Victoria v WA, Sheffield Shield, Melbourne, 2nd day October 31, 2013

Fawad's six triggers Warriors collapse

Victoria 312 (White 83, Handscomb 69, Behrendorff 4-62) and 0 for 33 lead Western Australia 270 (Rogers 95, Fawad 6-68) by 75 runs

Fawad Ahmed's legspin created the kind of mayhem Australia's selectors hope he can generate in the Ashes this summer to earn Victoria first-innings points and a useful lead over Western Australia after two days of the Sheffield Shield match at the MCG. Rob Quiney and the Test opener Chris Rogers were untroubled in the 13 overs they faced before stumps, having not expected to be batting again so soon.

While Nathan Lyon remains the incumbent spinner, a desire to pit England's batsmen against wrist spin will have been enhanced significantly by Fawad's collection of his best first-class figures in his maiden long-form innings of the season. The national selector John Inverarity had predicted the Shield matches that preceded the naming of the first Test squad would be "very important to his career", and he has made the ideal start.

From 3 for 218 the Warriors lost a feverish 7 for 52, the last five wickets falling to Fawad in a spell of aggression, guile and noticeable side spin. His success in wrapping up the WA innings overshadowed some earlier harsh treatment meted out by Shaun Marsh, who squandered a fluent start in his own efforts to press for a place in the Ashes top six.

"If I'm in a good rhythm, feeling good inside like today … it doesn't matter who you're playing against when the ball's coming nicely out of the hand," Fawad said afterwards. "At the end the ball was dipping and it was easier to bowl. It all depends on rhythm … when it's coming out nicely out of the hand, it's all good.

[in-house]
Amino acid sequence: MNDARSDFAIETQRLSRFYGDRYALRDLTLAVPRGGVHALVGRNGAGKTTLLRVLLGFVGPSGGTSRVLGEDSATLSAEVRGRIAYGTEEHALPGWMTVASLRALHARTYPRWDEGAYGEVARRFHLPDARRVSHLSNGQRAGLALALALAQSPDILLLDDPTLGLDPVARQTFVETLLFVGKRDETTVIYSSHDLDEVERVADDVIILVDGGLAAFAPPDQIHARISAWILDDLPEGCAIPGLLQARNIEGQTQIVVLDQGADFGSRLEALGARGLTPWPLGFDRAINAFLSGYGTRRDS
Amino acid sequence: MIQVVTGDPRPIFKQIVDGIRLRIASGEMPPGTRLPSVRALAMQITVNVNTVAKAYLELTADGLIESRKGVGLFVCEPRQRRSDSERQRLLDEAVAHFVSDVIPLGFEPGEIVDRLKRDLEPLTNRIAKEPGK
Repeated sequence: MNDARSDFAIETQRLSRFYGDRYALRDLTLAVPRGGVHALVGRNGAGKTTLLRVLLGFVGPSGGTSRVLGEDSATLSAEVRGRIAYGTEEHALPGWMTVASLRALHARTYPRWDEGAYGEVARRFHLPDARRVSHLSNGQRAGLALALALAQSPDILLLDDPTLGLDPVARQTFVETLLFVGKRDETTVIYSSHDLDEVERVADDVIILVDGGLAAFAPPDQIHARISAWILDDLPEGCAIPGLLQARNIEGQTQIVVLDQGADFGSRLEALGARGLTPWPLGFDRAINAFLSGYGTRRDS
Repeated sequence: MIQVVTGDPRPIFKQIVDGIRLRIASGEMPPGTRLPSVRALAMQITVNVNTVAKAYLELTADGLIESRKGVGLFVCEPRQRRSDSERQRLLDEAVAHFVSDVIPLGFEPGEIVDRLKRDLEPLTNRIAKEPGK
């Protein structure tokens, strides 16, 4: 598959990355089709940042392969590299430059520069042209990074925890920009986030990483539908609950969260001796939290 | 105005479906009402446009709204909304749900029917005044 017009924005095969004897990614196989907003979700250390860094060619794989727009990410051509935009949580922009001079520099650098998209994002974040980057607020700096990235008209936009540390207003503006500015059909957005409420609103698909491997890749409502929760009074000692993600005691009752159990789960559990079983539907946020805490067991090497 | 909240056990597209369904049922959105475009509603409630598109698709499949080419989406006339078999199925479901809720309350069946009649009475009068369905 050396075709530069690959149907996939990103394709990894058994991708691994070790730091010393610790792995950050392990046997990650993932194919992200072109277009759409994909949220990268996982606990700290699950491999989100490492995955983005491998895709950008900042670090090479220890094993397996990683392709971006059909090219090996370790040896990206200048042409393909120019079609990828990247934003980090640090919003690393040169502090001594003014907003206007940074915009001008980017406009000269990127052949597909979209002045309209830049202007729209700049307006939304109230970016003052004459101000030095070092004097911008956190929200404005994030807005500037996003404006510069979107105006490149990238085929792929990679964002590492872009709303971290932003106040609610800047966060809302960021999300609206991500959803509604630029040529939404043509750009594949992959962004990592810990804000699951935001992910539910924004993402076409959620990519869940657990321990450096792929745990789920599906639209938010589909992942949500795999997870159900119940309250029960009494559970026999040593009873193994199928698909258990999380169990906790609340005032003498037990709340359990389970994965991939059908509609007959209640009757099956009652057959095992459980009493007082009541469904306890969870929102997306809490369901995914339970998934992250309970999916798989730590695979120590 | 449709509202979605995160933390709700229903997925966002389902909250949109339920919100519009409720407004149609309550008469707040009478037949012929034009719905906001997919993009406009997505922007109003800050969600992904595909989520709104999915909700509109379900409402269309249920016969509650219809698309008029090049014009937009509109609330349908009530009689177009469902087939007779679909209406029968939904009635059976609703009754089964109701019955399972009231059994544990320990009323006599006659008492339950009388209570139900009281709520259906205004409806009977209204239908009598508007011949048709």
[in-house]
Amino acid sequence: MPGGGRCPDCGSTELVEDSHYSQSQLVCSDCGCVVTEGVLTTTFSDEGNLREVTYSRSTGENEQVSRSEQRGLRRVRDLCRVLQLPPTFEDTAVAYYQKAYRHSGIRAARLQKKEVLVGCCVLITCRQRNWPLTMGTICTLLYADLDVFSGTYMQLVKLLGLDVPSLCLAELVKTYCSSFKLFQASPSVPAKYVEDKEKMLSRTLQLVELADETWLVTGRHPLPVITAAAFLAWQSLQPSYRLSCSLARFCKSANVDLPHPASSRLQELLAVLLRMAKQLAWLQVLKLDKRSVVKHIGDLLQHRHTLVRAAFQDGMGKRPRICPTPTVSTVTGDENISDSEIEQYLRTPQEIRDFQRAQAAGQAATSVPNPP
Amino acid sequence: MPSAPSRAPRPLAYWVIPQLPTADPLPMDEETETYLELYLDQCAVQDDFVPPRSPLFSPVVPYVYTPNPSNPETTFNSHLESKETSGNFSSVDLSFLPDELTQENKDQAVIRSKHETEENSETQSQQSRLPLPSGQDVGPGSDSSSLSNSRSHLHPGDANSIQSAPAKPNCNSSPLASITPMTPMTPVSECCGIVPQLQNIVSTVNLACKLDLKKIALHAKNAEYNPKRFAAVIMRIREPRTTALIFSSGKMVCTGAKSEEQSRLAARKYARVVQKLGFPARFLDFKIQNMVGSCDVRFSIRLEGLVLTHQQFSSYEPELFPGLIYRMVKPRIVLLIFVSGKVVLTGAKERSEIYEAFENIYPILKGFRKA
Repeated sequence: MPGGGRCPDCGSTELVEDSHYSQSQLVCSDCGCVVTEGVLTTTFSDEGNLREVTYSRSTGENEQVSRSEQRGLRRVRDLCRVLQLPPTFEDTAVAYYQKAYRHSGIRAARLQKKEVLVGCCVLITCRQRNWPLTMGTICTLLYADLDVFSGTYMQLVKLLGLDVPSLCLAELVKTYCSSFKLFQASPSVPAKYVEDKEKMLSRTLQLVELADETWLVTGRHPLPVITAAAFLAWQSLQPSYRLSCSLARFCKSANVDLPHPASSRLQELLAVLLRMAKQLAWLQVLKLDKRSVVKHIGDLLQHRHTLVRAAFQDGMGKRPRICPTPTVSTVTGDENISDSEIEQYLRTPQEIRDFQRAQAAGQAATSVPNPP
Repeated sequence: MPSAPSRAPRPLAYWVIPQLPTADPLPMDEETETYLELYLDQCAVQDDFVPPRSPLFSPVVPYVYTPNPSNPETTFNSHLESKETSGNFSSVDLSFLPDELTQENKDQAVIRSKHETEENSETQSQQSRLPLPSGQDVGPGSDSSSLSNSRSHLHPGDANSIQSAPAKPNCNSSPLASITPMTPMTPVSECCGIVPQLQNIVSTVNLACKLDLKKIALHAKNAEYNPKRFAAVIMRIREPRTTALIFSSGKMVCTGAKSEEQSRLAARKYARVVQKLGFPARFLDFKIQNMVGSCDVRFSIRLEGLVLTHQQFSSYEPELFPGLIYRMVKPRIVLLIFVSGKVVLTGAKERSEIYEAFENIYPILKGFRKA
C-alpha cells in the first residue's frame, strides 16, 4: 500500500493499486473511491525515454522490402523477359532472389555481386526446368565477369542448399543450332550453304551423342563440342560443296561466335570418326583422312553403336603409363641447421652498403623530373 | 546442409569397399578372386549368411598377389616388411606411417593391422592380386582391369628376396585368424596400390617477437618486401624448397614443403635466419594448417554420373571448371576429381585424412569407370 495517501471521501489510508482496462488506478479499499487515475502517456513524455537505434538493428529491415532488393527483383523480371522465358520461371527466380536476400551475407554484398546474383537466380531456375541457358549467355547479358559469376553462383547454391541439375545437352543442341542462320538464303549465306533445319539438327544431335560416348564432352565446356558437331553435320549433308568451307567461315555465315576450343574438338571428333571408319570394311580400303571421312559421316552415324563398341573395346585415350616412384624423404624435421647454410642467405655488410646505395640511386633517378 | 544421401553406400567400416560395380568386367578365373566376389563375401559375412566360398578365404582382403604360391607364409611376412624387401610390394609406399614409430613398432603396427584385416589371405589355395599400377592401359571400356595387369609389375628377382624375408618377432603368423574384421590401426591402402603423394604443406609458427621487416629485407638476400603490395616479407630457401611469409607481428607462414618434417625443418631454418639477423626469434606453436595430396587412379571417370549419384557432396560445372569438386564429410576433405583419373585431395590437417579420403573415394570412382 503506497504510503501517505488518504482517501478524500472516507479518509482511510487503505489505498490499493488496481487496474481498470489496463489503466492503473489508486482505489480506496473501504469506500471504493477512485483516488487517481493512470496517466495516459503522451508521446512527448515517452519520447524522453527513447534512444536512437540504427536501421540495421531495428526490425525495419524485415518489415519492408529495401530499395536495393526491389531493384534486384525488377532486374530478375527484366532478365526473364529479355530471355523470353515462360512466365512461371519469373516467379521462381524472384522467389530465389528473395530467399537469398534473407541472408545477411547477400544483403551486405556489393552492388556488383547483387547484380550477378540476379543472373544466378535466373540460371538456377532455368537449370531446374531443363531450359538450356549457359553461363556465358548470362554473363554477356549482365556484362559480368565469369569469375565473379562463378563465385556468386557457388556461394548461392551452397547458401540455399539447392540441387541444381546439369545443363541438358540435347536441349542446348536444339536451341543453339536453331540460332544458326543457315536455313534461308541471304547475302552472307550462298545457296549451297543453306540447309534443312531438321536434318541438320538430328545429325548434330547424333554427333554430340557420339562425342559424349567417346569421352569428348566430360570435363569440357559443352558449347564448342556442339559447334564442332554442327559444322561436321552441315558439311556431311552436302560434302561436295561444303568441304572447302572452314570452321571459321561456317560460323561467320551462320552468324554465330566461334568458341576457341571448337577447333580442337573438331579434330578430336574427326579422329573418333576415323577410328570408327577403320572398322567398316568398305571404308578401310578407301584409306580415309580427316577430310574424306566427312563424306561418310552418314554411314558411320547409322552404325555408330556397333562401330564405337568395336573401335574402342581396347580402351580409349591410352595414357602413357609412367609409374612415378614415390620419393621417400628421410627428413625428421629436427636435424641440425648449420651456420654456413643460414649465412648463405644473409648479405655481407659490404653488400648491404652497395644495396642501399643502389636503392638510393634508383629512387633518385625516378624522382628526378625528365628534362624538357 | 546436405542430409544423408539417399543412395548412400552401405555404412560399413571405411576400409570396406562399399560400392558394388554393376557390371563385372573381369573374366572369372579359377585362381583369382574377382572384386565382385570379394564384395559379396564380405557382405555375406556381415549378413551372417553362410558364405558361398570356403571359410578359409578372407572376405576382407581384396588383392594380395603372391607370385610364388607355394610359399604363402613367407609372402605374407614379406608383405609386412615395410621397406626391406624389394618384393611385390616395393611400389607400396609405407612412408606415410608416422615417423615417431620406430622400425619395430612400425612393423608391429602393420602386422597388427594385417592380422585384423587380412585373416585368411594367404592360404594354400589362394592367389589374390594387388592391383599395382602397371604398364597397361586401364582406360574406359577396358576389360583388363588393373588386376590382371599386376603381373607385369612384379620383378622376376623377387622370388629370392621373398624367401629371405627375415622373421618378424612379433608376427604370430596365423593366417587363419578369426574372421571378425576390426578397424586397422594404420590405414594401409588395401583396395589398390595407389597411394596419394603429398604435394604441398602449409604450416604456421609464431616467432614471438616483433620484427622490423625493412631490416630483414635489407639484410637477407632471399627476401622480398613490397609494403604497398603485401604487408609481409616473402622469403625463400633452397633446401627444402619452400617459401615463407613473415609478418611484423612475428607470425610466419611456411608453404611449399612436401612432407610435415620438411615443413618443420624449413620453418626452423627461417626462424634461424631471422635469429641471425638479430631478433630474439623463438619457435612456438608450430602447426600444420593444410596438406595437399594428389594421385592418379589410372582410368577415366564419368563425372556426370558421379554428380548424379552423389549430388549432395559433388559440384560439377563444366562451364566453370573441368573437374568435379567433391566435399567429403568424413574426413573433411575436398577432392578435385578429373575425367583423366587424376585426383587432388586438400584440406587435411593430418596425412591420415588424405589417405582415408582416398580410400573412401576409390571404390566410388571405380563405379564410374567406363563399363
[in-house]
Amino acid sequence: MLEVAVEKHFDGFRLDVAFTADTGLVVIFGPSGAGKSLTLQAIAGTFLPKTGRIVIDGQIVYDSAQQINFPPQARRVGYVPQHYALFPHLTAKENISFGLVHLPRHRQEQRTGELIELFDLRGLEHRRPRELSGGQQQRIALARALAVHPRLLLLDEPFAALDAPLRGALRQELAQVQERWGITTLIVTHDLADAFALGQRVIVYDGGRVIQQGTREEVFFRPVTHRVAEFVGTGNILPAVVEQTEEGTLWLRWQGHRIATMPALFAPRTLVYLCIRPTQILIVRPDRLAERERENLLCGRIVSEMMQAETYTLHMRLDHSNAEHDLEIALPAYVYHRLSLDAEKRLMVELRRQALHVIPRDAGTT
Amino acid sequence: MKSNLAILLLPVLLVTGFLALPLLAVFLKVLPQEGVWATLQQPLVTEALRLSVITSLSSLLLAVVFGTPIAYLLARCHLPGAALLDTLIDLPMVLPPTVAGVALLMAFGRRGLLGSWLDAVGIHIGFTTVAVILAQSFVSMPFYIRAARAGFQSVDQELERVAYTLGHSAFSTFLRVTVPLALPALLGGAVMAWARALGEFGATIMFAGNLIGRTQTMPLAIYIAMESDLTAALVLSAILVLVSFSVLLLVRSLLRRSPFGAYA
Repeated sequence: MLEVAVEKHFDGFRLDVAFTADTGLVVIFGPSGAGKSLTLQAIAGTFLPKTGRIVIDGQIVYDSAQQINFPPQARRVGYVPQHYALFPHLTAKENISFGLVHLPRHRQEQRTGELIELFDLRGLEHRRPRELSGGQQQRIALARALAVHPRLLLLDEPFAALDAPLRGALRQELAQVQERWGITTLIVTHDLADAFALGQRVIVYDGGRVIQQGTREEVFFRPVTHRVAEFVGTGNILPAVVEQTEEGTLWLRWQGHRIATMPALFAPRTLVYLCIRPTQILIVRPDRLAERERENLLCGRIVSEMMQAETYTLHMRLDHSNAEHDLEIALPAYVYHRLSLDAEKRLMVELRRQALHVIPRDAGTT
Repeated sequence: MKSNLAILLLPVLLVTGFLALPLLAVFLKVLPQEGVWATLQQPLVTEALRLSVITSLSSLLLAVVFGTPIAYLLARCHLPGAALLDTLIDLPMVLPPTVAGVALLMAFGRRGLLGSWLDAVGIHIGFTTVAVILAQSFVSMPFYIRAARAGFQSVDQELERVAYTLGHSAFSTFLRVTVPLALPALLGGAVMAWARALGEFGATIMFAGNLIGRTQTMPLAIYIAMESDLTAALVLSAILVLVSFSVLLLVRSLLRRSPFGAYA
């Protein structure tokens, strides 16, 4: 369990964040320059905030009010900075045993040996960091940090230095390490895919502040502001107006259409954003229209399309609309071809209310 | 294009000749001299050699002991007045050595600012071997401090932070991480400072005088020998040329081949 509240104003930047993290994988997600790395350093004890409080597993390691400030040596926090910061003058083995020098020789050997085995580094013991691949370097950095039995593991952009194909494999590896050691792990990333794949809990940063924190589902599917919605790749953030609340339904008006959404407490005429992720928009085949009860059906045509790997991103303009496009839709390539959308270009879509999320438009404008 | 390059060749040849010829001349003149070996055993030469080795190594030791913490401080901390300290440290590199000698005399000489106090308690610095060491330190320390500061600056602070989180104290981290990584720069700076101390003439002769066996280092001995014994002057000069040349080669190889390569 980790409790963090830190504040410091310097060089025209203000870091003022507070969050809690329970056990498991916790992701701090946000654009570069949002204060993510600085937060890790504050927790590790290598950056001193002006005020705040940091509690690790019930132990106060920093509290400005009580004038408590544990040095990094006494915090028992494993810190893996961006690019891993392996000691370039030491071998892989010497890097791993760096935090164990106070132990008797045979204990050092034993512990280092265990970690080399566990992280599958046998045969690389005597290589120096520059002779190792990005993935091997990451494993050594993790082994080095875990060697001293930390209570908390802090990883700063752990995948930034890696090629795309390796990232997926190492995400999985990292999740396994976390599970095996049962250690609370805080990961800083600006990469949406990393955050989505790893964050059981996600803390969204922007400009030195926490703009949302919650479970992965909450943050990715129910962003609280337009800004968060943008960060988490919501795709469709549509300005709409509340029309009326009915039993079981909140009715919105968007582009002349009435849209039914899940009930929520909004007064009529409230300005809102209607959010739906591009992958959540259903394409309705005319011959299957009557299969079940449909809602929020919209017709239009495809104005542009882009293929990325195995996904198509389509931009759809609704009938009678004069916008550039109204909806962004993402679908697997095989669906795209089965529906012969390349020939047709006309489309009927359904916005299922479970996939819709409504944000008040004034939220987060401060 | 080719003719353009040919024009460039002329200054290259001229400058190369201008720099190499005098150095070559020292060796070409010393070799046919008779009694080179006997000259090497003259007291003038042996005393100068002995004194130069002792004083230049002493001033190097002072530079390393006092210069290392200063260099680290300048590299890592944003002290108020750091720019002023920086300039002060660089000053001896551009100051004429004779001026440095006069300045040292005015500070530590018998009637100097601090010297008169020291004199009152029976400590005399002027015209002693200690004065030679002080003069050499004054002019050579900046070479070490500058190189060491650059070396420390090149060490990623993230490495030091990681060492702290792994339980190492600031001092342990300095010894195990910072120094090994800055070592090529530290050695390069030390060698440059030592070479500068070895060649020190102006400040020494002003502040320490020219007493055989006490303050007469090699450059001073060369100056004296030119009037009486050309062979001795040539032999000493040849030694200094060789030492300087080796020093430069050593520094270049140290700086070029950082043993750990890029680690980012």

"The positive thing about leg-spinners is when they're getting into a rhythm they can take quick wickets. To be a wicket-taker it doesn't matter if the economy rate is high; it's all about the wicket-taking. Five wickets came in six, seven overs so that was pretty good.

"If I'm going well it'd be great to be representing Australia, not just by [pressure] from media and people saying I'm a good bowler. It's better to prove yourself in the middle of the ground, then you can get a chance and if you're performing well I can think of nothing better than doing that for your country."

WA's early progress had been quite serene, led by a neat 95 from John Rogers. Fawad's entry to the attack drew an lbw decision against Marcus North but also a flurry of aggressive strokes from Marsh, and at one point his figures were 1 for 51 at around five runs per over. But Marsh's exit to Scott Boland encouraged the Victoria captain Matthew Wade to recall Fawad to the bowling crease, and the rewards would be rich.

The wicketkeeper Sam Whiteman will curse an injudicious slog that offered Fawad his second wicket, but the rest were defeated by spin, bounce and variations. Ashton Agar and Nathan Rimmington were both caught in close from deliveries that turned and bounced, while Hilton Cartwright was opened up gloriously by a googly between bat and pad.

The last man Michael Hogan appeared to have fallen caught behind to Fawad soon after, but the umpire Jeff Joshua reversed his decision as the teams were walking from the MCG. Hogan and Jason Behrendorff crept the Warriors closer to Victoria's 312, before Fawad induced another excited waft by Hogan that was held by John Hastings running from cover.

Daniel Brettig is an assistant editor at ESPNcricinfo. He tweets here